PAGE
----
One of three attackers who mutilated a gang associate who was co-operating with police — carving “rat” into his chest — has been ordered to spend six years in a federal prison.
Ricky Dennis and Jeremy Bellows were convicted in June following a trial in B.C. Supreme Court in Kamloops on charges of aggravated assault and witness intimidation. Dennis was sentenced on Thursday (Oct. 29).
Court heard Dennis and Bellows stormed into the North Kamloops home of Matthew Carstairs on Aug. 21, 2018, with a plan to beat and mutilate the 29-year-old drug dealer. Carstairs had been co-operating with police investigating an unrelated shooting, earning himself the title of snitch among his criminal counterparts.
At trial, court heard Carstairs was given three options for punishment — have the fingers of one hand severed, have the word “rat” burned into his flesh or have the word “rat” cut into his chest. Carstairs chose the latter and the mutilation was carried out.
“It was to provoke a state of fear and the intention was to impede him in his testimony,” Crown prosecutor Sarah Firestone said. “The beating, in fact, had its intended effect temporarily, in that Mr. Carstairs initially declined to give police a full statement.”
Dennis, Bellows and a third alleged attacker, Shane Cameron, were described in court as gangland enforcers led by Cameron.
Firestone said the attack on Carstairs was especially gruesome.
“This was an extremely violent and shocking assault, not only involving a beating, but a mutilation,” she said. “These are long-lasting injuries in terms of leaving scars on his body … simply for having that label — rat.”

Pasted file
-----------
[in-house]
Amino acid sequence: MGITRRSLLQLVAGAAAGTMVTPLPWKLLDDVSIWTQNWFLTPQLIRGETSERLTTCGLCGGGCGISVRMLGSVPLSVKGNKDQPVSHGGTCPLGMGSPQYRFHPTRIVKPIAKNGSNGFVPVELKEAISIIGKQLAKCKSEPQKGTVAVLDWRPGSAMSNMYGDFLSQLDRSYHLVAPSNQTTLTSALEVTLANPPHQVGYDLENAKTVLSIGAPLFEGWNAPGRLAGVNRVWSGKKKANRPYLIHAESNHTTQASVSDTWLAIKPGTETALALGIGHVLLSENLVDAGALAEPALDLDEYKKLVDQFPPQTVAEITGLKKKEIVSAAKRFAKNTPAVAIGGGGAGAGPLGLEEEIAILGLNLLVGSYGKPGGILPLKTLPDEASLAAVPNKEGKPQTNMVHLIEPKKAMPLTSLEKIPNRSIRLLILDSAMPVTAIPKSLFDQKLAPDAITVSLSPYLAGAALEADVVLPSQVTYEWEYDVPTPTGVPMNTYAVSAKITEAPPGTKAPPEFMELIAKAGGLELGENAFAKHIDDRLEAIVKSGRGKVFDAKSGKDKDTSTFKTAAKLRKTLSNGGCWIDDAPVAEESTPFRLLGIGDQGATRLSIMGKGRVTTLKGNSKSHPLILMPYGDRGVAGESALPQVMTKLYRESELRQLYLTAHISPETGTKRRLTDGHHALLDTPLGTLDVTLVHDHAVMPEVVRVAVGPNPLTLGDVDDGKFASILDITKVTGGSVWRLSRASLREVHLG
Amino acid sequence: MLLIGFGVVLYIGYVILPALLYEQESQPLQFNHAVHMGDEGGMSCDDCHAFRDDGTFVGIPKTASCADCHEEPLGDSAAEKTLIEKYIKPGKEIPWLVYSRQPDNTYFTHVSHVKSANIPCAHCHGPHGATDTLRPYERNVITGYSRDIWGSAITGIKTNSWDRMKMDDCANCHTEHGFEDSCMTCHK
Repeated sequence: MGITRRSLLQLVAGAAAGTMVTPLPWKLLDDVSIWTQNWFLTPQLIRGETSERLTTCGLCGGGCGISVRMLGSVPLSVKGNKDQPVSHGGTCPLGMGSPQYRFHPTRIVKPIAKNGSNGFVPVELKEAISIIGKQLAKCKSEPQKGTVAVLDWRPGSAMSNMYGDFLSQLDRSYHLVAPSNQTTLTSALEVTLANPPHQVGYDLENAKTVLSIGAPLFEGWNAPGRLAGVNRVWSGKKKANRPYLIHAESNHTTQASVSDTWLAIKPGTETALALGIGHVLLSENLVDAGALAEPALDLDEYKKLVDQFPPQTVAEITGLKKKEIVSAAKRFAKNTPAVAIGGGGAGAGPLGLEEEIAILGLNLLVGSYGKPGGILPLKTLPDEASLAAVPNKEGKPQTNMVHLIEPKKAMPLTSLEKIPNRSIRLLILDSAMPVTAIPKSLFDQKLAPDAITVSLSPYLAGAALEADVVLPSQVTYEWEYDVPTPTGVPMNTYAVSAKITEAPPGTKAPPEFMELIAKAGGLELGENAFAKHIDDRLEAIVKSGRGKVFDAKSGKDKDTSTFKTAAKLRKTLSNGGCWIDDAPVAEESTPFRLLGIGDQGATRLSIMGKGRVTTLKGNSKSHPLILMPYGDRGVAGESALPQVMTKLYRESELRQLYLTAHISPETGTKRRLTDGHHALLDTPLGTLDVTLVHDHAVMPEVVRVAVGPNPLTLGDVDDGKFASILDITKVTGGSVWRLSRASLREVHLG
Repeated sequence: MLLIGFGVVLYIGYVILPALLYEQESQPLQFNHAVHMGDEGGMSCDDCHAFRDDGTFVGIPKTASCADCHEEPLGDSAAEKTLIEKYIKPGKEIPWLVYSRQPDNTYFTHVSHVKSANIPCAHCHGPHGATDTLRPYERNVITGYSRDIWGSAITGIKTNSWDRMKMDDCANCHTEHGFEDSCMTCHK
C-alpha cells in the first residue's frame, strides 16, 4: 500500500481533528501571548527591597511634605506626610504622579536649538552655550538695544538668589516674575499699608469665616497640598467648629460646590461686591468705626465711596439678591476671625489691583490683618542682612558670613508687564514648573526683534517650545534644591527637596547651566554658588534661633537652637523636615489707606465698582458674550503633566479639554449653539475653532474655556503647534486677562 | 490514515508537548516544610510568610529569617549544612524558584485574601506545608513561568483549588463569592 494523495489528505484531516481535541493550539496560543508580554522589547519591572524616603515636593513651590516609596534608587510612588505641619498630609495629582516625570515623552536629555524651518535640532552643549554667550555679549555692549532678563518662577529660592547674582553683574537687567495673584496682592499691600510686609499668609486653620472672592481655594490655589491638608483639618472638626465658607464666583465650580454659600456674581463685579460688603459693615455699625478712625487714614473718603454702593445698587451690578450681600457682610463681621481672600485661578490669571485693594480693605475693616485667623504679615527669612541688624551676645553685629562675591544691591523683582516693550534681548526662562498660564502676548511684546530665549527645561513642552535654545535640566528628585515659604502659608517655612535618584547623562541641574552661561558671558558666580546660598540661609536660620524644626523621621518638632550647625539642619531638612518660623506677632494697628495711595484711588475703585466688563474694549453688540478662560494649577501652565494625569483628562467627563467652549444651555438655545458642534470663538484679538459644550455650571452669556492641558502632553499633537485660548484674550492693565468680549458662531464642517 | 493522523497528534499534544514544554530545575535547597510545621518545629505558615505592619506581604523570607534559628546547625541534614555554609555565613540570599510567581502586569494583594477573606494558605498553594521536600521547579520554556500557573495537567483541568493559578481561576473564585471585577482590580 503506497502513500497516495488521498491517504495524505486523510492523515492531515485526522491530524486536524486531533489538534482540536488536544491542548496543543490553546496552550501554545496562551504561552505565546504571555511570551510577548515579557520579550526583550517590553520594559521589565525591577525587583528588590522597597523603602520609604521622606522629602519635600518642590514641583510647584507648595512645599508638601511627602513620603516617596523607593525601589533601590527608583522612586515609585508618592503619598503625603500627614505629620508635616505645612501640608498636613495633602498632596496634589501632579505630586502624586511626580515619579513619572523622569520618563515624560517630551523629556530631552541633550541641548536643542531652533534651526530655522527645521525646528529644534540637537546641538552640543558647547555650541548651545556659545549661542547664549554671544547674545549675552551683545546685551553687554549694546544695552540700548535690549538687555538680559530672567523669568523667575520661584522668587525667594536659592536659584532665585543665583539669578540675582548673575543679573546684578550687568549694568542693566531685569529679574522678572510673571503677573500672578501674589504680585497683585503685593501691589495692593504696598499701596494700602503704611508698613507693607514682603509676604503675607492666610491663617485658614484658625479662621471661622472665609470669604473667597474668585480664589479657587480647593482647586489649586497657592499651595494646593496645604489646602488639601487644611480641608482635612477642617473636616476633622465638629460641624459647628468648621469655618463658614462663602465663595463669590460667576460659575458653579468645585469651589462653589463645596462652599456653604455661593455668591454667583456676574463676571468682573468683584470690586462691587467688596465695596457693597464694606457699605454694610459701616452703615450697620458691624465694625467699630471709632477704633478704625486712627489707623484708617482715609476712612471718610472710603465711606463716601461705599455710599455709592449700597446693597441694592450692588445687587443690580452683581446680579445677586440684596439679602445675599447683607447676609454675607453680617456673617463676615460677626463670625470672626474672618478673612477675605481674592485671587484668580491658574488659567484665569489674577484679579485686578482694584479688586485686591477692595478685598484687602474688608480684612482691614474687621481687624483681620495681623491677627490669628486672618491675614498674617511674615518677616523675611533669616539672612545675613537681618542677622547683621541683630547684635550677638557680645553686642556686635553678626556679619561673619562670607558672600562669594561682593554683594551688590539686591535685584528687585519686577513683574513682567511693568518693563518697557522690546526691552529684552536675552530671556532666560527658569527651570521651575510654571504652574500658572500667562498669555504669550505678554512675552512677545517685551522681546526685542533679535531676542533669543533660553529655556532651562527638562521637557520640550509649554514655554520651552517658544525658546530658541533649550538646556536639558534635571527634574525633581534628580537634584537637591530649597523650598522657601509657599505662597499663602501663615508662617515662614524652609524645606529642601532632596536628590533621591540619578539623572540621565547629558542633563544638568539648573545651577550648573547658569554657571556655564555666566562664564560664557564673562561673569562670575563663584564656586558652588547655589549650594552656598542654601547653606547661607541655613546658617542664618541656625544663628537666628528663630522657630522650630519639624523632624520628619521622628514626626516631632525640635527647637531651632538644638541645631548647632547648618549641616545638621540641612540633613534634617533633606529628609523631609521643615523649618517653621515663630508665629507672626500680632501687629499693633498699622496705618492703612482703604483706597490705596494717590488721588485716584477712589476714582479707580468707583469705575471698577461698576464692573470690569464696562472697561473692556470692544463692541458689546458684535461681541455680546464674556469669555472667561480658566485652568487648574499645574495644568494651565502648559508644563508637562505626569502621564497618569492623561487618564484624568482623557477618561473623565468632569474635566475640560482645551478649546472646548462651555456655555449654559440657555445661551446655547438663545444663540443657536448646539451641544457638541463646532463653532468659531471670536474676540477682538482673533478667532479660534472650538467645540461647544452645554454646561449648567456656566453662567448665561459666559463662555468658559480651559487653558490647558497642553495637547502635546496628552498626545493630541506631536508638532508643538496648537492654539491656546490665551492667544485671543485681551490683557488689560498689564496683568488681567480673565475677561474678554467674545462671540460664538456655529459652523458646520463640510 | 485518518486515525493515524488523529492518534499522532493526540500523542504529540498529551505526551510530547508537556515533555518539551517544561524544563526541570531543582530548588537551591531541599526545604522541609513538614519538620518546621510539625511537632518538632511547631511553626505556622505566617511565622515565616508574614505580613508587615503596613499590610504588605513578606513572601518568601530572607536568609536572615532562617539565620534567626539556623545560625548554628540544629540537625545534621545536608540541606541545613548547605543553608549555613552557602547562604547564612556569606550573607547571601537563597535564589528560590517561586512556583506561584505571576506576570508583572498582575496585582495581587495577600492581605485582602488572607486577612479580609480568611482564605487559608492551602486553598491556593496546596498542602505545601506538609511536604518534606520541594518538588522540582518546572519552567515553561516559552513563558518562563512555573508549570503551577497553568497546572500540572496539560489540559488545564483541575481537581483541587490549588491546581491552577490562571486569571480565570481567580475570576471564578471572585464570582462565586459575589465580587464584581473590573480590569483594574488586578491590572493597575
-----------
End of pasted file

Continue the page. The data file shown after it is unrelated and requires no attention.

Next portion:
Carstairs testified against Dennis and Bellows at trial. He also testified last year in the trial of the suspect in the shooting he helped police investigate.
Sheldon Tate, Dennis’ defence lawyer, said his client had an “atrocious” upbringing. He was raised by his grandparents in Fort St. James and his mother was murdered when he was a teenager.
Tate said Dennis has a good job lined up for when his incarceration ends, work that will take him away from Kamloops and his criminal connections. Dennis said he’s looking forward to a fresh start after prison.
“I just want to say I do really want to be on the streets and I am working on starting my life now,” the 34-year-old said. “I just want to get my family back and I think this is the way to do it. I just want to throw that out there.”
B.C. Supreme Court Justice Dev Dley sentenced Dennis to six years in a federal penitentiary.
“There is no question that, although Mr. Cameron was the leader, the entire group was involved in the enterprise,” he said. “It was also apparent that the purpose of the beating was to deliver a message to Mr. Carstairs not to co-operate with the police and to deliver a message in general that to co-operate with the police was not a healthy choice.”
After being given credit for time served, Dennis has about 33 months left to spend behind bars.
Bellows will be sentenced at a later date. Last year, Cameron pleaded guilty to his charges stemming from the incident.